– I think one of the issues we will need to tackle in the near future is traffic. We have seen some extreme changes in Reykjavík not only in the last twelve years but in the last five years concerning this issue, with all the particle pollution, and the car traffic, which is getting heavier and heavier – this is something that we must do something about. But I would also underline that Reykjavík has changed positively. The city centre, as I see it, is flourishing. We have a lot of projects ongoing. I see a lot of positive things that have been happening.
In terms of the service, look at the kindergartens. Twelve years ago it was impossible to get a place in the kindergartens unless you were a single parent, but it is now much easier. Since the city took over the primary schools, we have a lot more classes and a lot more people working in the schools. Also we are working on the after-school programs. We see that the children who are not using these programs are coming from the lowest income families.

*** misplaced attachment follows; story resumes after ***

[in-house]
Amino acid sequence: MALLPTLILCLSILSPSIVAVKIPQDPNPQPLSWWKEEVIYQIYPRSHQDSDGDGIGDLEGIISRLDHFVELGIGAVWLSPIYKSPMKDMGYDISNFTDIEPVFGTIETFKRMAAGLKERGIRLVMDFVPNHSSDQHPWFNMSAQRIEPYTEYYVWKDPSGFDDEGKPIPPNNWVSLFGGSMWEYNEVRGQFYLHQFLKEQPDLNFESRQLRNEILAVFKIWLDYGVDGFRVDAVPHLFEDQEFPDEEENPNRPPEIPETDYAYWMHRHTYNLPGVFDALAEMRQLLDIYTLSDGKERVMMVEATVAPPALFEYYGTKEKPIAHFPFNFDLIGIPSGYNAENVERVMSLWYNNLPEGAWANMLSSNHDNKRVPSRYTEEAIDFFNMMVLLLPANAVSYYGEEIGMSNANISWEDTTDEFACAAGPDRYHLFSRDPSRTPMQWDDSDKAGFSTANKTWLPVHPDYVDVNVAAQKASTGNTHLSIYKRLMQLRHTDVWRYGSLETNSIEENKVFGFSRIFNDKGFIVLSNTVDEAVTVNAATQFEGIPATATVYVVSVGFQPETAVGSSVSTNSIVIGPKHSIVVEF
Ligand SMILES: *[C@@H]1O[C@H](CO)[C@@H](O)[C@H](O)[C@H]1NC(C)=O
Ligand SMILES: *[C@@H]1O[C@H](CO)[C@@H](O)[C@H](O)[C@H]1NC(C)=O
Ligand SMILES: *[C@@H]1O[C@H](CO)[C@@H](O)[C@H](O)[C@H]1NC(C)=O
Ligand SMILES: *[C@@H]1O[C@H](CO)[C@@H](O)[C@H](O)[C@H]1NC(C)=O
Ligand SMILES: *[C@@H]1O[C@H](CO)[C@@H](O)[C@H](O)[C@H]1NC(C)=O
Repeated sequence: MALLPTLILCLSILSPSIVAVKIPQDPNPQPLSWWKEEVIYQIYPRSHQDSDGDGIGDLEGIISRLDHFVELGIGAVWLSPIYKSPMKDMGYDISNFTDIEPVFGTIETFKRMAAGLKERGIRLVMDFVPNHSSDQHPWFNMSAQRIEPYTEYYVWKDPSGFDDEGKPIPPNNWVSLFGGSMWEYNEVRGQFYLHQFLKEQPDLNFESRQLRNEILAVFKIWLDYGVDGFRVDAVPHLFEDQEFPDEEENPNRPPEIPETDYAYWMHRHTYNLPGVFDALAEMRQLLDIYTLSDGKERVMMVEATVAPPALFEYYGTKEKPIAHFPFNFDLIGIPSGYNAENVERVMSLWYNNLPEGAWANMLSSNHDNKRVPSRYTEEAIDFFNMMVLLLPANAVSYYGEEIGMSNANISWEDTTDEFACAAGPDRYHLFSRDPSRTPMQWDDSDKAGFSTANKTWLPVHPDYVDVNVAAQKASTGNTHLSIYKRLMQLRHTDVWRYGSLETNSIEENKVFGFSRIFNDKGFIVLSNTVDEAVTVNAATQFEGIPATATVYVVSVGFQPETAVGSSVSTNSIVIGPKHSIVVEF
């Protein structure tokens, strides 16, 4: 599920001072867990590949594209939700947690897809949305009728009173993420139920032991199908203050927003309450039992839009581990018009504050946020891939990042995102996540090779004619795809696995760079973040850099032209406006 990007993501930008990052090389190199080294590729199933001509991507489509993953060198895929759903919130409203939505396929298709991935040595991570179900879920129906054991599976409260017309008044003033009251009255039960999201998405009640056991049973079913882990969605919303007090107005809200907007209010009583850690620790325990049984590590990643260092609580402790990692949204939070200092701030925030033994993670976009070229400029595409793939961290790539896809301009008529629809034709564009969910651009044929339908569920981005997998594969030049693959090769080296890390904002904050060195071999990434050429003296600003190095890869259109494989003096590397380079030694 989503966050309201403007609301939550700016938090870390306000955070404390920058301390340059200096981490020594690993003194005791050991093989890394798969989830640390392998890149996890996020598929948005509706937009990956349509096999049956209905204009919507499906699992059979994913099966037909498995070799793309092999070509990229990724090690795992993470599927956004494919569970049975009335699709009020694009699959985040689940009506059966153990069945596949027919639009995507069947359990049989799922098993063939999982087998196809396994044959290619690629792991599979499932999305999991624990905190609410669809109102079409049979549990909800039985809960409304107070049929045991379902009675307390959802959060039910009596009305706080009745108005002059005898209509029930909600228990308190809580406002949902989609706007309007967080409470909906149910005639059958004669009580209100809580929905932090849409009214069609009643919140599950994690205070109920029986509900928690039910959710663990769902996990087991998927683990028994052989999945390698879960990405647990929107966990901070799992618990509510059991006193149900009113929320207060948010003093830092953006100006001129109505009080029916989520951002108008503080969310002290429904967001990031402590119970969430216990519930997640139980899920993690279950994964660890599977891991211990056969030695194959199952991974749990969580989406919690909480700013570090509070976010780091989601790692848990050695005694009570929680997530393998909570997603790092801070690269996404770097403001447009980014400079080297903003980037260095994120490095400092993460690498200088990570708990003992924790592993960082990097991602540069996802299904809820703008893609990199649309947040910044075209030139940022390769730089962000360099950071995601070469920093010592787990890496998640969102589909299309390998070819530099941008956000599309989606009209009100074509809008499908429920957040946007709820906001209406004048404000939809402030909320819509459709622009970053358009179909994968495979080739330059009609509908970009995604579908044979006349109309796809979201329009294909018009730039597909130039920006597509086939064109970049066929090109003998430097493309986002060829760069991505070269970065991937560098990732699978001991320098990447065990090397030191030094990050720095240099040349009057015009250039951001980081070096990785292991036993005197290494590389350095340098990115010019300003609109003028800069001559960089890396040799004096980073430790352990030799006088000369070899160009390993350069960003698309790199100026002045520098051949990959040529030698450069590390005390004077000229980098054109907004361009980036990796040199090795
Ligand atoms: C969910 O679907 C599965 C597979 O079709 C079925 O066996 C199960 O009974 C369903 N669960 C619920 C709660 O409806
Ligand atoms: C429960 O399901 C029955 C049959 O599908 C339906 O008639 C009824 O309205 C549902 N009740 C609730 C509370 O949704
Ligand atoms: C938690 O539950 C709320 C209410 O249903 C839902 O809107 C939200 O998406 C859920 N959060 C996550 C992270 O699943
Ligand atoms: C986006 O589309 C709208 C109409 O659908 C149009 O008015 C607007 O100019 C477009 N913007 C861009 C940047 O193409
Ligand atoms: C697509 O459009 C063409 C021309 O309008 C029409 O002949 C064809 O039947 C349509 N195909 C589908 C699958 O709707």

The same goes for the school meals. We in the Leftist-Green Party have already said that we think the school meals should be free of charge. The same goes for the after-school programs. If we are talking about equality, that all children have the same rights, then this must be free of charge.
/// These are all good ideas, but I guess the question on my mind, as a taxpayer, would be, where is the money to pay for this going to come from?
– We’re already using the maximum of city income tax, so we would have to cut funding from other programs, or raise real estate tax. But you should also understand that these social welfare programs like school lunches and after-school programs are not very expensive for the city to take over.
/// So what programs would you say we can afford to cut into?